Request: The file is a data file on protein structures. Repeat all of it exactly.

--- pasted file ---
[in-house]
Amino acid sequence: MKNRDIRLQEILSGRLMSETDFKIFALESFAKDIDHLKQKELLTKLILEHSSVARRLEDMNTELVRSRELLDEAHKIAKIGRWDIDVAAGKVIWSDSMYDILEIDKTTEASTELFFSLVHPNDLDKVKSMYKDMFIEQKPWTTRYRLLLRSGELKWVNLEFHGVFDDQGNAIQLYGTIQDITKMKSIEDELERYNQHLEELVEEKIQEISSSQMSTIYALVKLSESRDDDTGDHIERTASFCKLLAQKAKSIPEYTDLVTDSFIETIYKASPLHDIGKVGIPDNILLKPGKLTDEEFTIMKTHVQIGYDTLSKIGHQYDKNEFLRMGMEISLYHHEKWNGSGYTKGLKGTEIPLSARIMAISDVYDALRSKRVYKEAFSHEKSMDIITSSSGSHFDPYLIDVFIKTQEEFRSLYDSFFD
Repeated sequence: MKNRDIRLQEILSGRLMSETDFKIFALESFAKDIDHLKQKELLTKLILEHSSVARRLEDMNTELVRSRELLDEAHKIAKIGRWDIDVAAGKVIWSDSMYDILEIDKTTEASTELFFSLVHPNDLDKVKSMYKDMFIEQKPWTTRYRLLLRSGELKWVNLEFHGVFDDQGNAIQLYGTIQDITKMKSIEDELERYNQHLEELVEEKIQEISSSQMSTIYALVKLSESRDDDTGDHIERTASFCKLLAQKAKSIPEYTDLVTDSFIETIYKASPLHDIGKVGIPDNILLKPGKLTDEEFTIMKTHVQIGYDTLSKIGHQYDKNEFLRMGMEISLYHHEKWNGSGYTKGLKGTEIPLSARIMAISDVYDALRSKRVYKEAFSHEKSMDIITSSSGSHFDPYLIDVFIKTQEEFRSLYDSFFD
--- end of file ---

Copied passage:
[in-house]
Amino acid sequence: MKNRDIRLQEILSGRLMSETDFKIFALESFAKDIDHLKQKELLTKLILEHSSVARRLEDMNTELVRSRELLDEAHKIAKIGRWDIDVAAGKVIWSDSMYDILEIDKTTEASTELFFSLVHPNDLDKVKSMYKDMFIEQKPWTTRYRLLLRSGELKWVNLEFHGVFDDQGNAIQLYGTIQDITKMKSIEDELERYNQHLEELVEEKIQEISSSQMSTIYALVKLSESRDDDTGDHIERTASFCKLLAQKAKSIPEYTDLVTDSFIETIYKASPLHDIGKVGIPDNILLKPGKLTDEEFTIMKTHVQIGYDTLSKIGHQYDKNEFLRMGMEISLYHHEKWNGSGYTKGLKGTEIPLSARIMAISDVYDALRSKRVYKEAFSHEKSMDIITSSSGSHFDPYLIDVFIKTQEEFRSLYDSFFD
Repeated sequence: MKNRDIRLQEILSGRLMSETDFKIFALESFAKDIDHLKQKELLTKLILEHSSVARRLEDMNTELVRSRELLDEAHKIAKIGRWDIDVAAGKVIWSDSMYDILEIDKTTEASTELFFSLVHPNDLDKVKSMYKDMFIEQKPWTTRYRLLLRSGELKWVNLEFHGVFDDQGNAIQLYGTIQDITKMKSIEDELERYNQHLEELVEEKIQEISSSQMSTIYALVKLSESRDDDTGDHIERTASFCKLLAQKAKSIPEYTDLVTDSFIETIYKASPLHDIGKVGIPDNILLKPGKLTDEEFTIMKTHVQIGYDTLSKIGHQYDKNEFLRMGMEISLYHHEKWNGSGYTKGLKGTEIPLSARIMAISDVYDALRSKRVYKEAFSHEKSMDIITSSSGSHFDPYLIDVFIKTQEEFRSLYDSFFD